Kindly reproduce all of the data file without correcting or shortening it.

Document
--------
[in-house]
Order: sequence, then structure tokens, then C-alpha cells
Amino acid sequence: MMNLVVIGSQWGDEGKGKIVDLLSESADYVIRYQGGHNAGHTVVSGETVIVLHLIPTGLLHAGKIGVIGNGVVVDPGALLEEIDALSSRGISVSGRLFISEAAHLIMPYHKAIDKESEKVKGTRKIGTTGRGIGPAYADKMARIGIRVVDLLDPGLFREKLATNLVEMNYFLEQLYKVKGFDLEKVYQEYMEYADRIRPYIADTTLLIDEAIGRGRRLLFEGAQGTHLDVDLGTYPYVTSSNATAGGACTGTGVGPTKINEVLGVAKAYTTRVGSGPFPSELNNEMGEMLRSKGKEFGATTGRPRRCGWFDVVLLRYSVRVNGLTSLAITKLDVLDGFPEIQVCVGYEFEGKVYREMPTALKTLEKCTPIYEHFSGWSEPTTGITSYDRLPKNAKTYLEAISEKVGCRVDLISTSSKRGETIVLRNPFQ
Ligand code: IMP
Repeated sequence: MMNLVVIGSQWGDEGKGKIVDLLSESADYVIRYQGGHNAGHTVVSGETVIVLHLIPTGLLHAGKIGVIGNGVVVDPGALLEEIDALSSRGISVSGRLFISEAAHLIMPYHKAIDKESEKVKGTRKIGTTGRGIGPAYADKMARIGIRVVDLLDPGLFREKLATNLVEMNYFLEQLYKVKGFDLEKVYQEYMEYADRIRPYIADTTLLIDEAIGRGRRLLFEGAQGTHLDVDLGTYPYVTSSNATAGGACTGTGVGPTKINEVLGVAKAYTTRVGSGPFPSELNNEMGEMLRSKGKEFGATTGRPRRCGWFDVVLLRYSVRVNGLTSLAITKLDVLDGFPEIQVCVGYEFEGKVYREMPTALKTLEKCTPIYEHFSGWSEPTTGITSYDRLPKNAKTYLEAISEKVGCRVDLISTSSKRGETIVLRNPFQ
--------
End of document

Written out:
[in-house]
Order: sequence, then structure tokens, then C-alpha cells
Amino acid sequence: MMNLVVIGSQWGDEGKGKIVDLLSESADYVIRYQGGHNAGHTVVSGETVIVLHLIPTGLLHAGKIGVIGNGVVVDPGALLEEIDALSSRGISVSGRLFISEAAHLIMPYHKAIDKESEKVKGTRKIGTTGRGIGPAYADKMARIGIRVVDLLDPGLFREKLATNLVEMNYFLEQLYKVKGFDLEKVYQEYMEYADRIRPYIADTTLLIDEAIGRGRRLLFEGAQGTHLDVDLGTYPYVTSSNATAGGACTGTGVGPTKINEVLGVAKAYTTRVGSGPFPSELNNEMGEMLRSKGKEFGATTGRPRRCGWFDVVLLRYSVRVNGLTSLAITKLDVLDGFPEIQVCVGYEFEGKVYREMPTALKTLEKCTPIYEHFSGWSEPTTGITSYDRLPKNAKTYLEAISEKVGCRVDLISTSSKRGETIVLRNPFQ
Ligand code: IMP
Repeated sequence: MMNLVVIGSQWGDEGKGKIVDLLSESADYVIRYQGGHNAGHTVVSGETVIVLHLIPTGLLHAGKIGVIGNGVVVDPGALLEEIDALSSRGISVSGRLFISEAAHLIMPYHKAIDKESEKVKGTRKIGTTGRGIGPAYADKMARIGIRVVDLLDPGLFREKLATNLVEMNYFLEQLYKVKGFDLEKVYQEYMEYADRIRPYIADTTLLIDEAIGRGRRLLFEGAQGTHLDVDLGTYPYVTSSNATAGGACTGTGVGPTKINEVLGVAKAYTTRVGSGPFPSELNNEMGEMLRSKGKEFGATTGRPRRCGWFDVVLLRYSVRVNGLTSLAITKLDVLDGFPEIQVCVGYEFEGKVYREMPTALKTLEKCTPIYEHFSGWSEPTTGITSYDRLPKNAKTYLEAISEKVGCRVDLISTSSKRGETIVLRNPFQ